Hidden spoonfuls of sugar lurk
- Barb Randall
- Lake Oswego Review - News
Lake Oswego resident Carolyn Heymann reminds us to read - and heed - food labels.
Her e-mailed letter reads: 'Recent public health debates over childhood obesity rates and fluoridating water overlook the smoking gun. Parents have unwittingly accepted high fructose corn syrup (HFCS) in their children's lunch bags, school snacks and drinks. The ubiquity of the sweetener will surprise even the most health conscious parents. Labels on the front packaging such as '100 percent Natural,' 'All Natural Ingredients,' 'Excellent Source of Whole Grains,' and '99 percent Fat Free' coexist with labels on the back packaging listing HFCS as a primary ingredient by weight or volume.
'Our unwitting consumption of high fructose corn syrup starts at the breakfast table and continues throughout the day. That whole grain Orowheat 100 percent whole wheat toast has HFCS, as does the Smuckers 'all natural ingredients' Concord grape jelly on top. A 99 percent fat-free Yoplait yogurt would seem a good option but HFCS is the fourth ingredient behind milk, sugar, and modified cornstarch. And what soccer mom hasn't bought the team Quaker or Nature Valley granola bars and a Capri Sun drink for snacks after the game? We'd like to feel good about providing 'all natural' snacks that contain 'no artificial ingredients or preservatives' but we've just double dosed the team with HFCS,' Heymann explains.
High fructose corn syrup (HFCS) refers to corn syrups that have undergone enzymatic processing in order to increase their fructose (sugar) content and are then mixed with pure corn syrup to reach their final form. Typically HFCS can be found in baked goods, soft drinks, sports drinks and most all processed foods. Read it again - it is a processed food.
HFCS is somewhat cheaper than natural sugar, due to the relative abundance of corn, farm subsidies and sugar import tariffs in the United States. It is easier to blend and transport because it is a liquid and gives products a longer shelf life.
It is no secret that Americans consume far more sugar (in all forms, sucrose, dextrose, HFCS) than we need, and much of what is consumed is done so blindly. Those hidden spoonfuls of sugar are directly linked to obesity and type two diabetes, high blood pressure and high cholestrol, stroke and dementia. The USDA classifies HFCS as a 'natural' product, because it is made from corn.
'Local communitites have shown the power to regulate public health concerns ahead of federal mandates,' Heymann continues. 'Restrictions of secondhand smoke in public buildings started as grassroots movements before becoming national initiatives. Recently, artery clogging transfats have been banned in local municipalities. Publicly held companies like Starbucks, McDonalds, Kentucky Fried Chicken and Dunkin' Donuts have made adjustments as a result. High fructose corn syrup is flying under the radar because it can still hide behind the 'all natural' label. Our children's waistlines are expanding as quickly as the list of products containing HFCS. How long will we be able to accept this unwanted guest in our food pantries?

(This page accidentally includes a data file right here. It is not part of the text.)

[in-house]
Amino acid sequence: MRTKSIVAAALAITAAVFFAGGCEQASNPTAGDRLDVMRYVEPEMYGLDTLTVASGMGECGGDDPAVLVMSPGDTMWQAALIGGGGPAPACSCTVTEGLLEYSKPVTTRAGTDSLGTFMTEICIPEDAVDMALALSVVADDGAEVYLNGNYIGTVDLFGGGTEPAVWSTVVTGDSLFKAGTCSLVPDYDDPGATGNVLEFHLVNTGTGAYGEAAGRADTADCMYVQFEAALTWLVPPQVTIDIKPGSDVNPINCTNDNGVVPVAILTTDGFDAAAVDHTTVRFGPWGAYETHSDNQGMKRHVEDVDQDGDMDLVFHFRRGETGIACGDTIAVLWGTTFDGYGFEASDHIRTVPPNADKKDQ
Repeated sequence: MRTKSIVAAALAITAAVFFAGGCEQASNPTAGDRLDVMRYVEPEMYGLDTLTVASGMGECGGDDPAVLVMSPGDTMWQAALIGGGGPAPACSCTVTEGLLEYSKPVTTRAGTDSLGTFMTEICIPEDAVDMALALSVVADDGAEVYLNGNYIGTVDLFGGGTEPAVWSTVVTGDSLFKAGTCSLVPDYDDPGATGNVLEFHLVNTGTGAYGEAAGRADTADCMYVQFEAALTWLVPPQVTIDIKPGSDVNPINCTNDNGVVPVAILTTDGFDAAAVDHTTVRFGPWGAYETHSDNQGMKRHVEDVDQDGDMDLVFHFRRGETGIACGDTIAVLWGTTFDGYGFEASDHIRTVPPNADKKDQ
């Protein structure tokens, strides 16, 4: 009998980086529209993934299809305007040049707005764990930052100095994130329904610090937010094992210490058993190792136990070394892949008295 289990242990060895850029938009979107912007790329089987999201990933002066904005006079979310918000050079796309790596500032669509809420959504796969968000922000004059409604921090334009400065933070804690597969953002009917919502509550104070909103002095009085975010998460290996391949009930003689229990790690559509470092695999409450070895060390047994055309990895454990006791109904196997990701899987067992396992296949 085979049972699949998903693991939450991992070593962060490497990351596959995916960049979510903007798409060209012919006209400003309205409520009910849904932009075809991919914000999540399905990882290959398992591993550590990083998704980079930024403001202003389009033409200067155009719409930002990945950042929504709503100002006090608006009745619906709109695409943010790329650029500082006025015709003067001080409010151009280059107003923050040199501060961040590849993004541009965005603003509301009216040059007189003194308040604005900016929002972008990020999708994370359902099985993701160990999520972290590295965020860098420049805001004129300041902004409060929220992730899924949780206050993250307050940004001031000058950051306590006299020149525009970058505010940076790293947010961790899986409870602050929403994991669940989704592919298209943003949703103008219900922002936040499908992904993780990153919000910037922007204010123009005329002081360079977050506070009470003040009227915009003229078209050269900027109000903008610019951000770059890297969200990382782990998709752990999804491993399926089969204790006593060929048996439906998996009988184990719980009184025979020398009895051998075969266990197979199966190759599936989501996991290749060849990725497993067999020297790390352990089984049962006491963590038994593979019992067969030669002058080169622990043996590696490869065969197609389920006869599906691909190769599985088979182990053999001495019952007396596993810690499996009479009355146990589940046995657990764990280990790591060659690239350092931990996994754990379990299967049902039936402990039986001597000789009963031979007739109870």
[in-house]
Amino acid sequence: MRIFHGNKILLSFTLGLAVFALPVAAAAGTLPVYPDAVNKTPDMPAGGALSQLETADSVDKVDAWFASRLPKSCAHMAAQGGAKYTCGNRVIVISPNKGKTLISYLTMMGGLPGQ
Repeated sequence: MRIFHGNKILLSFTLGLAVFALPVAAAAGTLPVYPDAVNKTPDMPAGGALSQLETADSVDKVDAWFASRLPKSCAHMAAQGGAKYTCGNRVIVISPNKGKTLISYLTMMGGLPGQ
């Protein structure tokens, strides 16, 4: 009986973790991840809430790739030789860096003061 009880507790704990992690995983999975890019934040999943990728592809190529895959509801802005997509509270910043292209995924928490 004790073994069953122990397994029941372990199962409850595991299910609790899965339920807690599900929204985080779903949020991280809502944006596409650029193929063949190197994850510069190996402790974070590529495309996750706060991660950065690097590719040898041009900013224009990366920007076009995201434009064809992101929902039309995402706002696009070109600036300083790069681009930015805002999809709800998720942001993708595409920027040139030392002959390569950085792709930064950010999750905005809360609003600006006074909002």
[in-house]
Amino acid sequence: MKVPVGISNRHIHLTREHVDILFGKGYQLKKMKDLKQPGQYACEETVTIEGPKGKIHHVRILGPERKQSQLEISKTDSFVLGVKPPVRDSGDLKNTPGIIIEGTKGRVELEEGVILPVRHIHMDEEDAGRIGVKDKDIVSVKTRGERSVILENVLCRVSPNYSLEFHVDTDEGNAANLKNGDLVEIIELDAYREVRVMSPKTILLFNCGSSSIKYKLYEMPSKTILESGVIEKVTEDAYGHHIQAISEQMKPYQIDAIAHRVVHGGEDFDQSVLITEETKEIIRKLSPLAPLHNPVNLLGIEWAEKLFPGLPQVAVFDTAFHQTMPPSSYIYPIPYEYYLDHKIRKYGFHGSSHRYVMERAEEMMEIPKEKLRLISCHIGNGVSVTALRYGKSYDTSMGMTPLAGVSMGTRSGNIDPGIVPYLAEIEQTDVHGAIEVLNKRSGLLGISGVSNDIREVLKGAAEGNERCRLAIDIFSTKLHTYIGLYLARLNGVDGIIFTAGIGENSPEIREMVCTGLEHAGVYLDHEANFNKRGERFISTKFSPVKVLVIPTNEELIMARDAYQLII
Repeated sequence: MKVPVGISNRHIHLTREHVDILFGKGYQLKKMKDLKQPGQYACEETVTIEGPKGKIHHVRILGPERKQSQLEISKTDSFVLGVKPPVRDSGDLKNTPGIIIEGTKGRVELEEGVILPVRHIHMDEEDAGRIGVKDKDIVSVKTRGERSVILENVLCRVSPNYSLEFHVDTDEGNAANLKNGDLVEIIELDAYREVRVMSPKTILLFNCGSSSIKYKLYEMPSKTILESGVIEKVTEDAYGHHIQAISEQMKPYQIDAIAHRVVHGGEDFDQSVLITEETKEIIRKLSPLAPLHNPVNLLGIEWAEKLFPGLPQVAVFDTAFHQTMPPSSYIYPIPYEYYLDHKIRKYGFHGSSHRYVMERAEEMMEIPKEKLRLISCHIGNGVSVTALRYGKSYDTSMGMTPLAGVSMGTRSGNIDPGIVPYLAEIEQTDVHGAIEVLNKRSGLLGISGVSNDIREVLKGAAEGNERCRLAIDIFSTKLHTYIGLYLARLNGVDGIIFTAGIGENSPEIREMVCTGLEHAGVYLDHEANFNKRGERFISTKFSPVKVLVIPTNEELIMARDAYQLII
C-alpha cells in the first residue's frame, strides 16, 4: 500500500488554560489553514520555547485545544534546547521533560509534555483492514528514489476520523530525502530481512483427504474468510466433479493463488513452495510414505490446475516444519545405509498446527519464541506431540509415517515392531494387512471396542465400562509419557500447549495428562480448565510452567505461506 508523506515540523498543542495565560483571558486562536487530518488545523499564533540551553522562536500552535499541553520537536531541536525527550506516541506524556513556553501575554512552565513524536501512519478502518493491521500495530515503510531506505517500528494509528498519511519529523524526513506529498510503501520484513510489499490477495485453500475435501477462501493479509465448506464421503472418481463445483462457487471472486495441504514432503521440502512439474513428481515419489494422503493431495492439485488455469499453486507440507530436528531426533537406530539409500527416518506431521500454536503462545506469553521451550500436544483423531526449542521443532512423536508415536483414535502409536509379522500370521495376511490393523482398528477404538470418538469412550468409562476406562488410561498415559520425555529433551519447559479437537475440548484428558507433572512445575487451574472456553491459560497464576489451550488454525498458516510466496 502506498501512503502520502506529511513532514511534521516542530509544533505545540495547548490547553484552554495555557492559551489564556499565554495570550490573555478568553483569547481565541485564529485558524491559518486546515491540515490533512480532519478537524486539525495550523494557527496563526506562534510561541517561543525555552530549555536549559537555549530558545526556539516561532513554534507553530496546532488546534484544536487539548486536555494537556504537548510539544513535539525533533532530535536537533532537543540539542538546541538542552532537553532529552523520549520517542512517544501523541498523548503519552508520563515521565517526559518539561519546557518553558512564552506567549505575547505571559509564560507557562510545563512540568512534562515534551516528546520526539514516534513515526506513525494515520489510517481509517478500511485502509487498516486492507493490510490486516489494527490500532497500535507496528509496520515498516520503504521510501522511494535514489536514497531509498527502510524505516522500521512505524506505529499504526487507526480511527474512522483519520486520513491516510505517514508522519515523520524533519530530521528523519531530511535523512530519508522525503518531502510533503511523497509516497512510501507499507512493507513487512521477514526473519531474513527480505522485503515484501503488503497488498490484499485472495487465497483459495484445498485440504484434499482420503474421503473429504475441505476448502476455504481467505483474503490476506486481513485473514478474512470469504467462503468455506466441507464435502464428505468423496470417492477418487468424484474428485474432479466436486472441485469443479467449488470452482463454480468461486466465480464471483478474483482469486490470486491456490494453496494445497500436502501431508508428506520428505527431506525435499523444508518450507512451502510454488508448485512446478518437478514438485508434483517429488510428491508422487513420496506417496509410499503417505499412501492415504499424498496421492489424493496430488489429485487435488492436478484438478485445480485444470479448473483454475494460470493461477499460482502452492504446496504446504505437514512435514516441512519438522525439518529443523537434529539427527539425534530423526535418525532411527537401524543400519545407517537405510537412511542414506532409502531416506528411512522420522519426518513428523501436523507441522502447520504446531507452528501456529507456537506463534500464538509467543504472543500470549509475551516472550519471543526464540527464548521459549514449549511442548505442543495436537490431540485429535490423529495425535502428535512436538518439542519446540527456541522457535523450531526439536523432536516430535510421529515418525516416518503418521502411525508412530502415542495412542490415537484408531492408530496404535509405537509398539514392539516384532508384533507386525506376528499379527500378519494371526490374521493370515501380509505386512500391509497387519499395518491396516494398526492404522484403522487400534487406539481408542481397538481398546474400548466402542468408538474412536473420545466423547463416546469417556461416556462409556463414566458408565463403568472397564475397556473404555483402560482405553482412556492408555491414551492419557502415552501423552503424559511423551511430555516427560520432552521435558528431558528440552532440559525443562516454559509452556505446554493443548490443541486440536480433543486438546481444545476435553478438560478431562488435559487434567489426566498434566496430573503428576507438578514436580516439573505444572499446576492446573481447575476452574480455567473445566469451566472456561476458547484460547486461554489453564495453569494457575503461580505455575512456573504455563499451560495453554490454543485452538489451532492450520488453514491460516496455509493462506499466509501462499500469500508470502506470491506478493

'Beware the power of label reading soccer moms,' Heymann concludes.
Amen, Carolyn. Thanks for the reminder to read and understand the labeling on our food. Americans consume on the average 60 pounds of HFCS each year, so if you are thinking we aren't talking about the foods you buy, please read those labels again.
You have a choice of what kind of foods you feed your family. If a label doesn't represent what you want to serve, leave it on the shelf. Join Carolyn and other label reading moms in spreading the word and affecting changes on our grocery shelves.
On a lighter note, let me introduce you to Cliff Newell. He is one of our Review and Tidings ace reporters and an all- around good guy, as well as a budding epicurean.
Cliff has expanded his culinary skills this past year and surprised us with homemade treats on Valentine's Day.
His valentines were homemade brownies with nuts, cut with a cookie cutter into heart shapes. Perfectly cut. Perfectly delicious. The whole plate of them was gone by 10 a.m.
Cliff often e-mails me with a culinary question or stops by my desk for a little cooking advice. We've talked about roasting chicken to perfection and lately he has been experimenting with fish and fresh dill. He is turning out some fine meals.
Not long ago he was talking about his mother's Hot Chicken Salad. He said it was a recipe she got from late-night TV talk show host David Letterman's mother. I am unclear on whether they are old friends but I like to think of Mrs. Newell and Mrs. Letterman chatting about their sons' lives. The dish sounded like good old fashioned comfort food, and I asked Cliff if he could get a copy of the recipe for me.
Cliff walked in this week with a book under his arm. It was the Letterman's mom's cookbook, 'Home Cookin' with Dave's Mom,' with the Hot Chicken Salad recipe bookmarked.
Cliff and I are happy to share one of Mrs. Newell's standards, Dorothy Letterman's Hot Chicken Salad.
Bon Appetit and Eat Locally!
Hot Chicken Salad
Makes 4 servings
1 cup cooked rice
1 cup cooked diced chicken
1 cup chopped celery
1 can cream of chicken soup, undiluted
3/4 cup mayonnaise (light OK, not fat-free* read above section on HFCS)
1/4 cup sliced almonds or water chestnuts
2 tablespoons chopped onion
Crushed cornflake crumbs
In an 8-inch square baking dish, combine all ingredients, except cornflake crumbs. Top with crushed cornflakes, dot with butter. Bake at 350 degrees for 45 minutes.
Adapted by Catherine Newell, from Home Cookin' with Dave's Mom by Dave's Mom, Dorothy.